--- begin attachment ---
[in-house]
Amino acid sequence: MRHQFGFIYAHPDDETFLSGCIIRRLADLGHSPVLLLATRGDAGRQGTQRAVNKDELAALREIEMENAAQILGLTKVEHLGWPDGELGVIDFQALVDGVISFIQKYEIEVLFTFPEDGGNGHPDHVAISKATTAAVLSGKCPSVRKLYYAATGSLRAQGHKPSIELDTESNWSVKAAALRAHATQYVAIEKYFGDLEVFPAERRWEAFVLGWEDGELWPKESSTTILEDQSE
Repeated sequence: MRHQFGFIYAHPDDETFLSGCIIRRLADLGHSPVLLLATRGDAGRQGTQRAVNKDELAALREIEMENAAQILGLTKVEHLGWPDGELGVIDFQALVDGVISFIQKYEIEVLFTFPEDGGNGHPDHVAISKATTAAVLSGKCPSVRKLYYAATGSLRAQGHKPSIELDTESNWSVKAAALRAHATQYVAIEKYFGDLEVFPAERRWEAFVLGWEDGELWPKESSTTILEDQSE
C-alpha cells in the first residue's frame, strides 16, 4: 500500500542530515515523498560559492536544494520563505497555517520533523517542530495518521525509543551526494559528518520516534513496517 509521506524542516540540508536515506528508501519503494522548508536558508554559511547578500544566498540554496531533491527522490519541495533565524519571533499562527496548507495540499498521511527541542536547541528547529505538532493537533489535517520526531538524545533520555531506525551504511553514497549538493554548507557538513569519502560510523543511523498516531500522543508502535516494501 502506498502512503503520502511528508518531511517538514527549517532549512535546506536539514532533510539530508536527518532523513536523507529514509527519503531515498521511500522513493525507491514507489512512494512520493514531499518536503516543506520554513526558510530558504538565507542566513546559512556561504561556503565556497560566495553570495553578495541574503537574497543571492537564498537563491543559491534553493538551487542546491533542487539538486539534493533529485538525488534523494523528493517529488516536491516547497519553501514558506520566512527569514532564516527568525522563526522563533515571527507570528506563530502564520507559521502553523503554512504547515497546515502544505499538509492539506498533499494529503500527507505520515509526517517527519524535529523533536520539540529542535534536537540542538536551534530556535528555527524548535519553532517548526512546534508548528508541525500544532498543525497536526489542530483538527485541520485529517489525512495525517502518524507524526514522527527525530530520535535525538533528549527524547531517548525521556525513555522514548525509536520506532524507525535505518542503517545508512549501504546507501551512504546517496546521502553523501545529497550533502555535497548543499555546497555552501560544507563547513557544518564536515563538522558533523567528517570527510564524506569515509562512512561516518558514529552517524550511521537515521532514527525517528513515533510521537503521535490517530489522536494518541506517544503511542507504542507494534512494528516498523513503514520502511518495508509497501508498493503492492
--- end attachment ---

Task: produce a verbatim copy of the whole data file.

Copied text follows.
[in-house]
Amino acid sequence: MRHQFGFIYAHPDDETFLSGCIIRRLADLGHSPVLLLATRGDAGRQGTQRAVNKDELAALREIEMENAAQILGLTKVEHLGWPDGELGVIDFQALVDGVISFIQKYEIEVLFTFPEDGGNGHPDHVAISKATTAAVLSGKCPSVRKLYYAATGSLRAQGHKPSIELDTESNWSVKAAALRAHATQYVAIEKYFGDLEVFPAERRWEAFVLGWEDGELWPKESSTTILEDQSE
Repeated sequence: MRHQFGFIYAHPDDETFLSGCIIRRLADLGHSPVLLLATRGDAGRQGTQRAVNKDELAALREIEMENAAQILGLTKVEHLGWPDGELGVIDFQALVDGVISFIQKYEIEVLFTFPEDGGNGHPDHVAISKATTAAVLSGKCPSVRKLYYAATGSLRAQGHKPSIELDTESNWSVKAAALRAHATQYVAIEKYFGDLEVFPAERRWEAFVLGWEDGELWPKESSTTILEDQSE
C-alpha cells in the first residue's frame, strides 16, 4: 500500500542530515515523498560559492536544494520563505497555517520533523517542530495518521525509543551526494559528518520516534513496517 509521506524542516540540508536515506528508501519503494522548508536558508554559511547578500544566498540554496531533491527522490519541495533565524519571533499562527496548507495540499498521511527541542536547541528547529505538532493537533489535517520526531538524545533520555531506525551504511553514497549538493554548507557538513569519502560510523543511523498516531500522543508502535516494501 502506498502512503503520502511528508518531511517538514527549517532549512535546506536539514532533510539530508536527518532523513536523507529514509527519503531515498521511500522513493525507491514507489512512494512520493514531499518536503516543506520554513526558510530558504538565507542566513546559512556561504561556503565556497560566495553570495553578495541574503537574497543571492537564498537563491543559491534553493538551487542546491533542487539538486539534493533529485538525488534523494523528493517529488516536491516547497519553501514558506520566512527569514532564516527568525522563526522563533515571527507570528506563530502564520507559521502553523503554512504547515497546515502544505499538509492539506498533499494529503500527507505520515509526517517527519524535529523533536520539540529542535534536537540542538536551534530556535528555527524548535519553532517548526512546534508548528508541525500544532498543525497536526489542530483538527485541520485529517489525512495525517502518524507524526514522527527525530530520535535525538533528549527524547531517548525521556525513555522514548525509536520506532524507525535505518542503517545508512549501504546507501551512504546517496546521502553523501545529497550533502555535497548543499555546497555552501560544507563547513557544518564536515563538522558533523567528517570527510564524506569515509562512512561516518558514529552517524550511521537515521532514527525517528513515533510521537503521535490517530489522536494518541506517544503511542507504542507494534512494528516498523513503514520502511518495508509497501508498493503492492